Has lost whale safely made its way back to sea?
- Credit: Archant
A lost whale seen in the centre of King's Lynn appears to have made it back out to sea.
It was first sighted in the Great Ouse upstream of the town at around 8am yesterday.
A crowd gathered on the riverbank at Harding's Pits to see the creature - which experts believe was a fin whale, only the ninth to be seen in Norfolk in more than 150 years.
It surfaced to breathe frequently for around half an hour, before the tide turned and it began heading back downstream towards The Wash.
The Seawatch Foundation said the whale looked 'disoriented' and showed fresh scars on its back, flank and head.
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'It would be more typical of a Minke Whale to enter the River Great Ouse but historically there have been two other records of fin whale in the river,' said Carl Chapman, Sea Watch regional coordinator for Norfolk .
'Therefore it's not so outlandish that this individual that can grow to be the second largest animal on the planet came to visit King's Lynn. The latest good news is the whale was last seen heading back out to sea.'
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Fin whales are the second largest animal on our planet, with adults reaching lengths of more than 25m and weighing 75 tonnes.
The whale seen in the Ouse - estimated at around 5m - was a juvenile.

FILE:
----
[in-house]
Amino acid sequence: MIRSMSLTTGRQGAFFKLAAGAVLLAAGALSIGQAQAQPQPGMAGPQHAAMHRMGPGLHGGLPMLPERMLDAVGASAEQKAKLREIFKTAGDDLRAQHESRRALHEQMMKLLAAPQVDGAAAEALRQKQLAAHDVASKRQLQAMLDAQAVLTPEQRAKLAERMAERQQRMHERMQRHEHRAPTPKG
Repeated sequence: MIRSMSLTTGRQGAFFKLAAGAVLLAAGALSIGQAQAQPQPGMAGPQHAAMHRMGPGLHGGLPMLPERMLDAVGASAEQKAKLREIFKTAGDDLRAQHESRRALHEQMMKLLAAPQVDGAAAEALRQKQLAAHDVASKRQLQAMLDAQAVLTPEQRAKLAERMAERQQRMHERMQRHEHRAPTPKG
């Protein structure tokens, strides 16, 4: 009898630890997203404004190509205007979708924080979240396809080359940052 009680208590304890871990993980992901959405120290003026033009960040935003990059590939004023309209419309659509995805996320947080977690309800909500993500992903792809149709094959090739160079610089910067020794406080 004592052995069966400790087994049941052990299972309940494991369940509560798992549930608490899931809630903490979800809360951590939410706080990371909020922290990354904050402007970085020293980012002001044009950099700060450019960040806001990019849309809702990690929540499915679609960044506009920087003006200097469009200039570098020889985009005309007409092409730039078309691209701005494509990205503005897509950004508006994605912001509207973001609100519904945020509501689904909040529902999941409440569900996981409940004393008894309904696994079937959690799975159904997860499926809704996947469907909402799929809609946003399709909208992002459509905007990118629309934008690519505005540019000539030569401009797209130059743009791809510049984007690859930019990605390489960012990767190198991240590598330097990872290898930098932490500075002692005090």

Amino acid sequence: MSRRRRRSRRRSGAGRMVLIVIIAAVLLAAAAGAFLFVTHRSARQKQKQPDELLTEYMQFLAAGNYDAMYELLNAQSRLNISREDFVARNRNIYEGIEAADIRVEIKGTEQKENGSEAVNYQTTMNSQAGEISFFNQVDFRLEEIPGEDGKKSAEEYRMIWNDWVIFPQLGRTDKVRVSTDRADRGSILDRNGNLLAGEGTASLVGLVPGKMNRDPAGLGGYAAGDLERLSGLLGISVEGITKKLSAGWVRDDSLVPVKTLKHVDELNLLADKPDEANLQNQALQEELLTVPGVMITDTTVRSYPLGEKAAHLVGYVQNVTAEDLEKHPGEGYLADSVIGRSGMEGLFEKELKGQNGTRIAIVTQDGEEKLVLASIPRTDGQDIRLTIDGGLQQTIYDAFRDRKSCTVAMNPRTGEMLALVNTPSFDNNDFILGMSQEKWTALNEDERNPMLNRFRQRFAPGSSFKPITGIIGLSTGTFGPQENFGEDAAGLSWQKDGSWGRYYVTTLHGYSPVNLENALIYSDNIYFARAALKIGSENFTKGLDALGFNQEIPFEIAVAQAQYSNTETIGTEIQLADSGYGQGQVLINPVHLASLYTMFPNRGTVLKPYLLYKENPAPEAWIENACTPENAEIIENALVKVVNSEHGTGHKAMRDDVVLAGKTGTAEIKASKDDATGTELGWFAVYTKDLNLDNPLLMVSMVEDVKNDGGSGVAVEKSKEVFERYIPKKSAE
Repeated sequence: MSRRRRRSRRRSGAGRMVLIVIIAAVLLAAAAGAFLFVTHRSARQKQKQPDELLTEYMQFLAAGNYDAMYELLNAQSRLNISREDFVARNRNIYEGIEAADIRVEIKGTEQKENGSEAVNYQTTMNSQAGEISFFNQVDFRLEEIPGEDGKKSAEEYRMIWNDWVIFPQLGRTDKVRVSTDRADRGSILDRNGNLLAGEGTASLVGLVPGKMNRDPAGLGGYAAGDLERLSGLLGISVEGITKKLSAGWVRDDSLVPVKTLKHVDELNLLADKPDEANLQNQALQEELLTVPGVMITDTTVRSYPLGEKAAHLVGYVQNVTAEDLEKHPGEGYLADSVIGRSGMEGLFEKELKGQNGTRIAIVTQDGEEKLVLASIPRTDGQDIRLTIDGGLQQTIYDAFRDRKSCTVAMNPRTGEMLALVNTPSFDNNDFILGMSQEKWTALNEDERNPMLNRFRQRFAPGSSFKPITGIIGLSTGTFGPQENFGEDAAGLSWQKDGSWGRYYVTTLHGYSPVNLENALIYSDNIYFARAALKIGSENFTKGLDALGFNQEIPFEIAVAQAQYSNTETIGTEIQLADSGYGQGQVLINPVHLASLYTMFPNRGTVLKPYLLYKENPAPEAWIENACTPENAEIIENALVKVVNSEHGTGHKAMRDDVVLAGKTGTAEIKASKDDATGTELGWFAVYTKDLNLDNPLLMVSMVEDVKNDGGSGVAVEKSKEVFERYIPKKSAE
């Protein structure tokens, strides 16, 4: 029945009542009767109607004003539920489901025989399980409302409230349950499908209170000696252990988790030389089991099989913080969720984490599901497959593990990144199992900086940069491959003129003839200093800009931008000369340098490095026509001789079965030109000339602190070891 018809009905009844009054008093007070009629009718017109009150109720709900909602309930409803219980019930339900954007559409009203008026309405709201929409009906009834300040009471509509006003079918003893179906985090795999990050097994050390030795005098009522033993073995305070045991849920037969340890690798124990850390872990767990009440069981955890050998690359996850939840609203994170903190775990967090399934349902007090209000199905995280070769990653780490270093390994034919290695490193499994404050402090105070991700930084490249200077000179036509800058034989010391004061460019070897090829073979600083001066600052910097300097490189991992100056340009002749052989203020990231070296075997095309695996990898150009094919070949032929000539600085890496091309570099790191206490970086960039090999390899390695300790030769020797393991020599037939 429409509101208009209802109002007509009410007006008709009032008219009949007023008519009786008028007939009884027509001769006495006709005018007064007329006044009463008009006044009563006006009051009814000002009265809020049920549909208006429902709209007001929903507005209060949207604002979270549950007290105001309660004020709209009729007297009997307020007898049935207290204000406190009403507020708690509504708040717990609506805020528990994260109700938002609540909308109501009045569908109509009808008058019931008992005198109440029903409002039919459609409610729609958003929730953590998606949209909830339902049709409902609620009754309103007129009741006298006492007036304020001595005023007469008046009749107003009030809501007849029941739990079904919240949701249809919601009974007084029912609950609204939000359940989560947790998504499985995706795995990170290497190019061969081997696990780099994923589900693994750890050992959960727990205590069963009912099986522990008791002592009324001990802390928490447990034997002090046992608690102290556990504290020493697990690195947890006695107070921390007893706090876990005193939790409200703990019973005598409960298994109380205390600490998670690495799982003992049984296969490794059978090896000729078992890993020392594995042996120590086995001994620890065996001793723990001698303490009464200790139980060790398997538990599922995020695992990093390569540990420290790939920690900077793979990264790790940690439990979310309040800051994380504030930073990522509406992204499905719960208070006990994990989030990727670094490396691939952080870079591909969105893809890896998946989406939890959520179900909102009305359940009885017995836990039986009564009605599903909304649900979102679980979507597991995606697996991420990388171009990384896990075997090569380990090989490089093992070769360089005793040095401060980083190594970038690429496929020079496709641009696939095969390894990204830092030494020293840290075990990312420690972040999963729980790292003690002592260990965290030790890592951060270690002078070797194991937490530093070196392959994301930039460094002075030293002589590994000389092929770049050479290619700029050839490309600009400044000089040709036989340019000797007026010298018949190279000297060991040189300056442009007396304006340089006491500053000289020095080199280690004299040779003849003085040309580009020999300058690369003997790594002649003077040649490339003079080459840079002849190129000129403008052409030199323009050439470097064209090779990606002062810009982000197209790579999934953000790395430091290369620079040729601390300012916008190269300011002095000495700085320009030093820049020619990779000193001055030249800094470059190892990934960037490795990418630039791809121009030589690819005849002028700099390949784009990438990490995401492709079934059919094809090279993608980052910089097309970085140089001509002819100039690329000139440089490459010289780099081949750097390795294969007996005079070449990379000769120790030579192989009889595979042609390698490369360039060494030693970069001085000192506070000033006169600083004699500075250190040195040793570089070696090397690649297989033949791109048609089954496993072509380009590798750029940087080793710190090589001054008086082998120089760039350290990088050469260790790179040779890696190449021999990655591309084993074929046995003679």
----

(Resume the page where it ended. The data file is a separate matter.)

The creatures inhabit the North Atlantic, North Pacific, Mediterranean, South Pacific, Indian and both Arctic oceans.
Carl Chapman said the whale may have taken the wrong turn into the shallow waters of The Wash.
In late summer, they normally work their way south from the Arctic towards the Atlantic Ocean along the west side of the UK.
'This whale has come down east of the country, and instinct tells him to head southwest which is probably how he ended up in King's Lynn,' Mr Chapman added.
While the whale's entire body could not be seen in the coloured water of the tidal river, its dorsal fin can clearly be identified.
The fin whale, Balaenoptera physalus, has a sleek and streamlined body with a dorsal fin which tends to be taller and set farther forward on the rear of its body compared to blue whales, and which sets further back and rises at a shallower angle than those of other species.
It spent some time surfacing off Boal Quay and the Nar Loop, where King's Lynn's whaling fleet was based in the 18th Century.